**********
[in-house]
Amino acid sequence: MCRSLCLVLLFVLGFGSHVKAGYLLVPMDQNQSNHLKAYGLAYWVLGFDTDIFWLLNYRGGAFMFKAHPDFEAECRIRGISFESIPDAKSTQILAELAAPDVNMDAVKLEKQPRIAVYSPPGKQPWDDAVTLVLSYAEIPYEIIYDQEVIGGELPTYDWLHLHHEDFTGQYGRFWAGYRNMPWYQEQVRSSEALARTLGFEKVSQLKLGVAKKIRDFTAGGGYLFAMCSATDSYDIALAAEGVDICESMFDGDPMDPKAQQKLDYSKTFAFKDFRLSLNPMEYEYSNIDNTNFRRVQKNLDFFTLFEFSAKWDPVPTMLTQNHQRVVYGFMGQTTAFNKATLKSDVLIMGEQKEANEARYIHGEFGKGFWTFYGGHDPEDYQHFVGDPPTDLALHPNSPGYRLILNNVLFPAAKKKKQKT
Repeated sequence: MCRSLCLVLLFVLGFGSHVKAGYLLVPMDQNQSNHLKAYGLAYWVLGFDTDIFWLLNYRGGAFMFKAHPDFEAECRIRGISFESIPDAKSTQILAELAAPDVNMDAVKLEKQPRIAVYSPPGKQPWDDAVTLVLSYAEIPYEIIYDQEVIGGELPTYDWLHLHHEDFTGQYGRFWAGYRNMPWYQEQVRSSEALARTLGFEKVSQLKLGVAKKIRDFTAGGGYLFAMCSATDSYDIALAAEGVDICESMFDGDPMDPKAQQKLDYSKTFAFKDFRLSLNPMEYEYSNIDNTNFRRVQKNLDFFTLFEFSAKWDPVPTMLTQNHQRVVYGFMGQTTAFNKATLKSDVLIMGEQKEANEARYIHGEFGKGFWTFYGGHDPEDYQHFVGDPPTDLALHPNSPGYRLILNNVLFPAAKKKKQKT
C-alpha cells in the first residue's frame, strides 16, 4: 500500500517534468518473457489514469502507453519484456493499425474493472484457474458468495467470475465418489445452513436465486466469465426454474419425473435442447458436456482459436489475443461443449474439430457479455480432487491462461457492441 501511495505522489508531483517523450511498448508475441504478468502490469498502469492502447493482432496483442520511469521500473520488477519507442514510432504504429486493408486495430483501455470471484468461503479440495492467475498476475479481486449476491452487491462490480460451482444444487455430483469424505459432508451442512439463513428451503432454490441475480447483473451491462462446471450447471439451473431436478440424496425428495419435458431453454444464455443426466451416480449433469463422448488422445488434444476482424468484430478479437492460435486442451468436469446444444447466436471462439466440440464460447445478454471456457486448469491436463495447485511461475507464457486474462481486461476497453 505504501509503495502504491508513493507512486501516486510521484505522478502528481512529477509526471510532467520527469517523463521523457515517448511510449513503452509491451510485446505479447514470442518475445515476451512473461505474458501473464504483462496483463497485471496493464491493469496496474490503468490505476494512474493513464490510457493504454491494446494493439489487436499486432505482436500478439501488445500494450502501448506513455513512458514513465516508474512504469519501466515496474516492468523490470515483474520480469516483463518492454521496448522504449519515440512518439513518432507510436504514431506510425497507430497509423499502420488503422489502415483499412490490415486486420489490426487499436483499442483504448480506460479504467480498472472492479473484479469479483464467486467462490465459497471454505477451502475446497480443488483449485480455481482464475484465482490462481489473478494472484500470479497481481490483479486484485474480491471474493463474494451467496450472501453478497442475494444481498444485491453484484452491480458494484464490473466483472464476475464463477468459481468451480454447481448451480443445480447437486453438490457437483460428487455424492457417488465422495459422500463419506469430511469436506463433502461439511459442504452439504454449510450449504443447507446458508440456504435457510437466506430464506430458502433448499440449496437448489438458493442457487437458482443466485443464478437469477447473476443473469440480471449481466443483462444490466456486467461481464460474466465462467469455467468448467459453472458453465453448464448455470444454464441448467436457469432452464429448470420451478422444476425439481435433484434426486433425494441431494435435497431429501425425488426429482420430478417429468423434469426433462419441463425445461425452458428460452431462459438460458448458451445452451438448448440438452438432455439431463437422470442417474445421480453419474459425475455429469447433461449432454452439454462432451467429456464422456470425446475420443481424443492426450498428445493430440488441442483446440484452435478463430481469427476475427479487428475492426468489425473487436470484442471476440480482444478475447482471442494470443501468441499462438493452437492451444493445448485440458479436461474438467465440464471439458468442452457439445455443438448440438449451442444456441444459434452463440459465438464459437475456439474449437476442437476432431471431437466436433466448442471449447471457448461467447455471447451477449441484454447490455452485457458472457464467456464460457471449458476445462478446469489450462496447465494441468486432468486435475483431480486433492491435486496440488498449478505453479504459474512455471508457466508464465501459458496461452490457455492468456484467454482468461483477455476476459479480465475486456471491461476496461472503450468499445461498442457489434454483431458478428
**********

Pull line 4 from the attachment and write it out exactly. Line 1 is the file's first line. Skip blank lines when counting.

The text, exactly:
C-alpha cells in the first residue's frame, strides 16, 4: 500500500517534468518473457489514469502507453519484456493499425474493472484457474458468495467470475465418489445452513436465486466469465426454474419425473435442447458436456482459436489475443461443449474439430457479455480432487491462461457492441 501511495505522489508531483517523450511498448508475441504478468502490469498502469492502447493482432496483442520511469521500473520488477519507442514510432504504429486493408486495430483501455470471484468461503479440495492467475498476475479481486449476491452487491462490480460451482444444487455430483469424505459432508451442512439463513428451503432454490441475480447483473451491462462446471450447471439451473431436478440424496425428495419435458431453454444464455443426466451416480449433469463422448488422445488434444476482424468484430478479437492460435486442451468436469446444444447466436471462439466440440464460447445478454471456457486448469491436463495447485511461475507464457486474462481486461476497453 505504501509503495502504491508513493507512486501516486510521484505522478502528481512529477509526471510532467520527469517523463521523457515517448511510449513503452509491451510485446505479447514470442518475445515476451512473461505474458501473464504483462496483463497485471496493464491493469496496474490503468490505476494512474493513464490510457493504454491494446494493439489487436499486432505482436500478439501488445500494450502501448506513455513512458514513465516508474512504469519501466515496474516492468523490470515483474520480469516483463518492454521496448522504449519515440512518439513518432507510436504514431506510425497507430497509423499502420488503422489502415483499412490490415486486420489490426487499436483499442483504448480506460479504467480498472472492479473484479469479483464467486467462490465459497471454505477451502475446497480443488483449485480455481482464475484465482490462481489473478494472484500470479497481481490483479486484485474480491471474493463474494451467496450472501453478497442475494444481498444485491453484484452491480458494484464490473466483472464476475464463477468459481468451480454447481448451480443445480447437486453438490457437483460428487455424492457417488465422495459422500463419506469430511469436506463433502461439511459442504452439504454449510450449504443447507446458508440456504435457510437466506430464506430458502433448499440449496437448489438458493442457487437458482443466485443464478437469477447473476443473469440480471449481466443483462444490466456486467461481464460474466465462467469455467468448467459453472458453465453448464448455470444454464441448467436457469432452464429448470420451478422444476425439481435433484434426486433425494441431494435435497431429501425425488426429482420430478417429468423434469426433462419441463425445461425452458428460452431462459438460458448458451445452451438448448440438452438432455439431463437422470442417474445421480453419474459425475455429469447433461449432454452439454462432451467429456464422456470425446475420443481424443492426450498428445493430440488441442483446440484452435478463430481469427476475427479487428475492426468489425473487436470484442471476440480482444478475447482471442494470443501468441499462438493452437492451444493445448485440458479436461474438467465440464471439458468442452457439445455443438448440438449451442444456441444459434452463440459465438464459437475456439474449437476442437476432431471431437466436433466448442471449447471457448461467447455471447451477449441484454447490455452485457458472457464467456464460457471449458476445462478446469489450462496447465494441468486432468486435475483431480486433492491435486496440488498449478505453479504459474512455471508457466508464465501459458496461452490457455492468456484467454482468461483477455476476459479480465475486456471491461476496461472503450468499445461498442457489434454483431458478428